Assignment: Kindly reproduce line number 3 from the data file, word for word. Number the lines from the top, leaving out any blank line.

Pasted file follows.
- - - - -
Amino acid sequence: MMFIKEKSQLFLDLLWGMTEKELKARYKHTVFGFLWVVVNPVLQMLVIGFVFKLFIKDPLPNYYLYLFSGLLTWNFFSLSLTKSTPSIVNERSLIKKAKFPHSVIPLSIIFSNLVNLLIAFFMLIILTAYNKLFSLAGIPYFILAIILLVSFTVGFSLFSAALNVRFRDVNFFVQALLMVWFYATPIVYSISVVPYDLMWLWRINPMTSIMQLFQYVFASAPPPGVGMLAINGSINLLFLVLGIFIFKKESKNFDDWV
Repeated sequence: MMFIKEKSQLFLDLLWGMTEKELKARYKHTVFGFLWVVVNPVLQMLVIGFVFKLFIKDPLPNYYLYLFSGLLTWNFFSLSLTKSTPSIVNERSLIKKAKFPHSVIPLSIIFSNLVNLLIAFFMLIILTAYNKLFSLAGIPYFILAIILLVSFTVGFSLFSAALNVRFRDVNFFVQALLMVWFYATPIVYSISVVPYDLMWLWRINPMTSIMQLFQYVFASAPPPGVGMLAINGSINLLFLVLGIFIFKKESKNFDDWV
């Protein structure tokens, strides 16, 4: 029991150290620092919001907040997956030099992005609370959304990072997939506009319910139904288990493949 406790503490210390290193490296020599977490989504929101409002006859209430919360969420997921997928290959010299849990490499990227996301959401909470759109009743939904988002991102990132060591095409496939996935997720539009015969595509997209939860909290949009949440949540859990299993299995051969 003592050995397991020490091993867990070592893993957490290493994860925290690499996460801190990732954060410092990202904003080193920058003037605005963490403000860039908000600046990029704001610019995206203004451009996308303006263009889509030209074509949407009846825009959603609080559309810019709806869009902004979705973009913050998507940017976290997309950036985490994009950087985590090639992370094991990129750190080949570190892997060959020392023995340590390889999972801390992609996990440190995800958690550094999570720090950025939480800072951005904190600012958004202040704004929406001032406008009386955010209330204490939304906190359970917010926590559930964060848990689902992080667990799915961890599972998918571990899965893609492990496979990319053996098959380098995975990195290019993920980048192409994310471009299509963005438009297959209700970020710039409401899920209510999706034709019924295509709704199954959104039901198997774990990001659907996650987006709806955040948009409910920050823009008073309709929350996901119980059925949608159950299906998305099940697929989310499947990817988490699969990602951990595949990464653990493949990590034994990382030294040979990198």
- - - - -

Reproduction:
């Protein structure tokens, strides 16, 4: 029991150290620092919001907040997956030099992005609370959304990072997939506009319910139904288990493949 406790503490210390290193490296020599977490989504929101409002006859209430919360969420997921997928290959010299849990490499990227996301959401909470759109009743939904988002991102990132060591095409496939996935997720539009015969595509997209939860909290949009949440949540859990299993299995051969 003592050995397991020490091993867990070592893993957490290493994860925290690499996460801190990732954060410092990202904003080193920058003037605005963490403000860039908000600046990029704001610019995206203004451009996308303006263009889509030209074509949407009846825009959603609080559309810019709806869009902004979705973009913050998507940017976290997309950036985490994009950087985590090639992370094991990129750190080949570190892997060959020392023995340590390889999972801390992609996990440190995800958690550094999570720090950025939480800072951005904190600012958004202040704004929406001032406008009386955010209330204490939304906190359970917010926590559930964060848990689902992080667990799915961890599972998918571990899965893609492990496979990319053996098959380098995975990195290019993920980048192409994310471009299509963005438009297959209700970020710039409401899920209510999706034709019924295509709704199954959104039901198997774990990001659907996650987006709806955040948009409910920050823009008073309709929350996901119980059925949608159950299906998305099940697929989310499947990817988490699969990602951990595949990464653990493949990590034994990382030294040979990198």